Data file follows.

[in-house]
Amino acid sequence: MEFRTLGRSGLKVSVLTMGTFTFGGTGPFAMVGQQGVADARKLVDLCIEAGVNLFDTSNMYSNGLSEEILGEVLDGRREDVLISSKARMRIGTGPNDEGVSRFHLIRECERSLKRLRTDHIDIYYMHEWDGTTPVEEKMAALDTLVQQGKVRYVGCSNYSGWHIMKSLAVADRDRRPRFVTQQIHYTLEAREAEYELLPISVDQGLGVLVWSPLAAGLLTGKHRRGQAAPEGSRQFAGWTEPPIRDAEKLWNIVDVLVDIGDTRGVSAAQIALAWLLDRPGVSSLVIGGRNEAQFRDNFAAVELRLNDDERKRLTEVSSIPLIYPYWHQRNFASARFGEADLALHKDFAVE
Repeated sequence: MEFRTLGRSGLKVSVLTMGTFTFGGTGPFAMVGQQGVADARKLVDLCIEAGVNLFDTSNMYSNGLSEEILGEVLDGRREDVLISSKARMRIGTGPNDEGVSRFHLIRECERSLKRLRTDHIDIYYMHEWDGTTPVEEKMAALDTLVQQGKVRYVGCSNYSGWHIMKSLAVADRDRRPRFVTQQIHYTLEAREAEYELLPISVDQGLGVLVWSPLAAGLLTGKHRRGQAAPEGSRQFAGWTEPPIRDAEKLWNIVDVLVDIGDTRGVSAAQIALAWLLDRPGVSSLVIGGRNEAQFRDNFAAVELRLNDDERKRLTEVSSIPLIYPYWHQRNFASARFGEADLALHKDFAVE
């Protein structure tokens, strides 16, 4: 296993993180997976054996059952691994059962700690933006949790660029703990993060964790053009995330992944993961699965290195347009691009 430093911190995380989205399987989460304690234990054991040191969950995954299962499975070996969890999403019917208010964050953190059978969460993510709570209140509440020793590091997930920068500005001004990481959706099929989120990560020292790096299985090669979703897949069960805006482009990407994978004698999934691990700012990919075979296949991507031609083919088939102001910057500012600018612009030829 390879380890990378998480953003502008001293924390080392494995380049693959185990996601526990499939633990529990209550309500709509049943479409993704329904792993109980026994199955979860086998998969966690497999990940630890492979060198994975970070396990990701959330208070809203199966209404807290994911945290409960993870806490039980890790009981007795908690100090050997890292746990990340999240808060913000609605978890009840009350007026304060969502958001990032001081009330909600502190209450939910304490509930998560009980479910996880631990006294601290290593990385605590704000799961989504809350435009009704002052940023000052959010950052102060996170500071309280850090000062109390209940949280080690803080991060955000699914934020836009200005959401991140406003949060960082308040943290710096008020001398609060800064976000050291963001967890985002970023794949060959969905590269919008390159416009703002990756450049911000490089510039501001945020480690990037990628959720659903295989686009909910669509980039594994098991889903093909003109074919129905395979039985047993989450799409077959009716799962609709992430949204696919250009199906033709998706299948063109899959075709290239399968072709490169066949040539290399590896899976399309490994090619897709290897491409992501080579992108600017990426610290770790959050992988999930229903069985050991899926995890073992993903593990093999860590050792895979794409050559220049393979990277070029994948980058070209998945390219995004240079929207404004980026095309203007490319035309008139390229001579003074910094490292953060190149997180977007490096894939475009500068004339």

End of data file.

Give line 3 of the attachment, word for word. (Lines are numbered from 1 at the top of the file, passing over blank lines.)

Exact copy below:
Repeated sequence: MEFRTLGRSGLKVSVLTMGTFTFGGTGPFAMVGQQGVADARKLVDLCIEAGVNLFDTSNMYSNGLSEEILGEVLDGRREDVLISSKARMRIGTGPNDEGVSRFHLIRECERSLKRLRTDHIDIYYMHEWDGTTPVEEKMAALDTLVQQGKVRYVGCSNYSGWHIMKSLAVADRDRRPRFVTQQIHYTLEAREAEYELLPISVDQGLGVLVWSPLAAGLLTGKHRRGQAAPEGSRQFAGWTEPPIRDAEKLWNIVDVLVDIGDTRGVSAAQIALAWLLDRPGVSSLVIGGRNEAQFRDNFAAVELRLNDDERKRLTEVSSIPLIYPYWHQRNFASARFGEADLALHKDFAVE